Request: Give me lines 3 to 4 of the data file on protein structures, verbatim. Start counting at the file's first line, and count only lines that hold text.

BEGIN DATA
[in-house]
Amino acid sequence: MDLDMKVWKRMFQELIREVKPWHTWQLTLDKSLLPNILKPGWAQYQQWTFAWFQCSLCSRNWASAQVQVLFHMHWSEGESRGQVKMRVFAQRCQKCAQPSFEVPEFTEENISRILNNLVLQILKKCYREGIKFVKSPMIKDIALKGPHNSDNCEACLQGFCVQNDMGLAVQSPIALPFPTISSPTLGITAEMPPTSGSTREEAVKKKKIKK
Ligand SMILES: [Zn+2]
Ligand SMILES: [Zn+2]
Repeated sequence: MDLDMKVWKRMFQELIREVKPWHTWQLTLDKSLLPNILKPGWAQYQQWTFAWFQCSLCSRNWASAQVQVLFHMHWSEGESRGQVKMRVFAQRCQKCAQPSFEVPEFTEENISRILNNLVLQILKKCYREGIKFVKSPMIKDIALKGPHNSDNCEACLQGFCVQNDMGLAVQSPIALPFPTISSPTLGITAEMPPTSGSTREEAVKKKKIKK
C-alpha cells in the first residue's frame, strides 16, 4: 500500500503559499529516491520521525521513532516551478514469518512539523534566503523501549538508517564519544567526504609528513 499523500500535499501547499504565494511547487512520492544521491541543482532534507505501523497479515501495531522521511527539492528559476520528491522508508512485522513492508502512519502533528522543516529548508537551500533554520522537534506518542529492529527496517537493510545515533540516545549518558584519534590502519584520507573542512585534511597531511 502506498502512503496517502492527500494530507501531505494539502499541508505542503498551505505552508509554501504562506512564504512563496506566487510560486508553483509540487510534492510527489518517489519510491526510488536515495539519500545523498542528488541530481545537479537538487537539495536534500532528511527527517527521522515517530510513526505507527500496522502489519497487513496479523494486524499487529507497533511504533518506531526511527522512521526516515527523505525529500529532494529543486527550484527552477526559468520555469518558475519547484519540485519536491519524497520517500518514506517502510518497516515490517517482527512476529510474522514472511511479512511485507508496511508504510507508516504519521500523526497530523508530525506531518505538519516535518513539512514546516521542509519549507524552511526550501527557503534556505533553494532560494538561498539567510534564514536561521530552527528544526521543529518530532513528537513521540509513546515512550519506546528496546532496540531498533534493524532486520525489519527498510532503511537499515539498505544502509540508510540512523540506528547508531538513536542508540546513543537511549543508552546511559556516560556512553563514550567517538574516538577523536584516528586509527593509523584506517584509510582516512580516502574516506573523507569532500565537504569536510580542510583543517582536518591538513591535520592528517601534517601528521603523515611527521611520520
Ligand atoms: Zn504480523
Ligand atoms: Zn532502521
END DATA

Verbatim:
Ligand SMILES: [Zn+2]
Ligand SMILES: [Zn+2]